Above: I had just caught this male Melanochromis vermivorus on hook and line
at Thumbi Island East in Monkey Bay, Malawi, and photographed it to show the iridescent
blue-purple dorsal fin typical of males at this locality. Photo copyright © by M. K. Oliver.
M. vermivorus is a member of the M. melanopterus species-complex, according to Ribbink et al. (1983). It lives on rocky shores that are exposed and free of sediment, at depths of 0 to 30 meters (100 feet). Duponchelle et al. (2000d) present some visual census data indicating that, at least during the rainy season at Thumbi Island West, this species is considerably more abundant at a depth of 2 meters (6 feet) than at greater depths.
Ribbink et al. report that, depending on locality and varying local conditions, M. vermivorus eats loose Aufwuchs, filamentous algae, benthic invertebrates, zooplankton, and phytoplankton. These authors stated, "Apparently this species feeds on plankton when it is available, but on components of the Aufwuchs at other times." (Aufwuchs is the term used for the mat of filamentous algae that are firmly attached to rocks, together with the single-celled algae, bacteria, diatoms, and protozoa that live among the filaments; benthic invertebrates including insect larvae, small molluscs, and crustaceans in this algal mat; and also the organic detritus present there.)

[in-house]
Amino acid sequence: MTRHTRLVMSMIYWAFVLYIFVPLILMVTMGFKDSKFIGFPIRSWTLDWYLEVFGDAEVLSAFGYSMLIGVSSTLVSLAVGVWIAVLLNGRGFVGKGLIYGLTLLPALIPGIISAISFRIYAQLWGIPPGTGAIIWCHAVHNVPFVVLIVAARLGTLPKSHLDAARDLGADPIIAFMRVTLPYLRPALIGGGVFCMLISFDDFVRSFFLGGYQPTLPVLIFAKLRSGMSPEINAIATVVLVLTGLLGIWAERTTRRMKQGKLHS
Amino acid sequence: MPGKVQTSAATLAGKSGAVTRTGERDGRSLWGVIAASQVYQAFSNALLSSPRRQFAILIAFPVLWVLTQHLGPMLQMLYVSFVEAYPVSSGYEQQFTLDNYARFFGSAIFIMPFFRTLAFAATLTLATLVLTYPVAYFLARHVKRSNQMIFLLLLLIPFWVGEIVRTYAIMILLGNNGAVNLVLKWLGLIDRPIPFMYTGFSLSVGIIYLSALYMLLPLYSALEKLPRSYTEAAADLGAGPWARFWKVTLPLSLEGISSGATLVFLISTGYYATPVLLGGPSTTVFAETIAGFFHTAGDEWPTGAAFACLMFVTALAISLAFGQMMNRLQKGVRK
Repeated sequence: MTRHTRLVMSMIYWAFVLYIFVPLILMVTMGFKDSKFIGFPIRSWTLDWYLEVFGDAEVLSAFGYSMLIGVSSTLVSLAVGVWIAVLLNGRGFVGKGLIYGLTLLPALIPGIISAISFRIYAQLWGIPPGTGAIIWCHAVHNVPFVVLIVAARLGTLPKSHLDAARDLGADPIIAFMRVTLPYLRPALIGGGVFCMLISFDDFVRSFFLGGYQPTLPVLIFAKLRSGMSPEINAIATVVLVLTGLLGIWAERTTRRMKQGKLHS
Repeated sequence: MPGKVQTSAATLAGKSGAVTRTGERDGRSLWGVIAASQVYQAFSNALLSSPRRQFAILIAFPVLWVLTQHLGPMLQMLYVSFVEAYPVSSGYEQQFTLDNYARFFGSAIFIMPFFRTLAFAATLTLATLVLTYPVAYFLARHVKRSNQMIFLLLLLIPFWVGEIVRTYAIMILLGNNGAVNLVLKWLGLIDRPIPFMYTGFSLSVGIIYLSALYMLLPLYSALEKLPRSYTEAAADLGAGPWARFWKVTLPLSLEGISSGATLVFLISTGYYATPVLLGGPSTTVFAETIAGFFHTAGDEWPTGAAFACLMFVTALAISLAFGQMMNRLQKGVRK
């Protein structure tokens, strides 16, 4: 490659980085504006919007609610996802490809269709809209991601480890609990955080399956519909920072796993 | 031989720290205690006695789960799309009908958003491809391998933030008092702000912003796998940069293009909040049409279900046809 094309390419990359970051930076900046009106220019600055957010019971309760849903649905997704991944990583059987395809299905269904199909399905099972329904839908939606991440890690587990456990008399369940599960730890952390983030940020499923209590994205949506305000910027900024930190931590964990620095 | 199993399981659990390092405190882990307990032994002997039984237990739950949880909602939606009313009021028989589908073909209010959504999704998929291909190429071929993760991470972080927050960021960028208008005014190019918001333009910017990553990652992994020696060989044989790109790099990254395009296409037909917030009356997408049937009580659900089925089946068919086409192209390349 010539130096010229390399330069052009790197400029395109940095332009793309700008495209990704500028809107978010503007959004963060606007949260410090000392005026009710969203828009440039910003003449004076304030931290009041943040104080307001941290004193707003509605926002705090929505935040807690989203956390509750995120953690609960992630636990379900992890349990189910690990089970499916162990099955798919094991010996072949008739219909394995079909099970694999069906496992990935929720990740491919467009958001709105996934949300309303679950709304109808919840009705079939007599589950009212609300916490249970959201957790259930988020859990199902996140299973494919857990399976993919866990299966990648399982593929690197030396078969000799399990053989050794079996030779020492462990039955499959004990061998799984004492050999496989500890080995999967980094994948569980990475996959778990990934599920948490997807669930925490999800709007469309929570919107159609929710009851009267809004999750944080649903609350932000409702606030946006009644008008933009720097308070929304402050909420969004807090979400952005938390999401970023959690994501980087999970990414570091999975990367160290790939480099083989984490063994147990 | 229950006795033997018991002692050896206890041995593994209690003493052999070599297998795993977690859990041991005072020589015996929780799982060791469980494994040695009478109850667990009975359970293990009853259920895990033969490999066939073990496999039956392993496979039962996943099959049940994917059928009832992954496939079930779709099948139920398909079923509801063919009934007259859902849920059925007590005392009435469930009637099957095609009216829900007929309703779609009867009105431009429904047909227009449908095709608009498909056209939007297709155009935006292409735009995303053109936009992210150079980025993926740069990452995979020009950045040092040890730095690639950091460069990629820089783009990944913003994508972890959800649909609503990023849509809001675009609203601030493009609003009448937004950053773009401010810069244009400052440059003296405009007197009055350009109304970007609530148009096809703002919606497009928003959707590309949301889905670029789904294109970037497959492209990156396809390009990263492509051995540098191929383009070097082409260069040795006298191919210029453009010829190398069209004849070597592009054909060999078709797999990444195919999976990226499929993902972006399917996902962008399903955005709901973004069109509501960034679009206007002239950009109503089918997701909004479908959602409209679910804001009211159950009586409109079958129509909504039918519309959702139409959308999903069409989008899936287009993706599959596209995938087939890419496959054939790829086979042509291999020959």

Bowers and Stauffer (1993) examined morphometric variation among several populations of M. vermivorus using multivariate statistics, and described a closely similar form as a new species, M. heterochromis.
|Last Update: 13 November 2003
Web Author: M. K. Oliver, Ph.D.
Copyright © 1997-2017 by M. K. Oliver - ALL RIGHTS RESERVED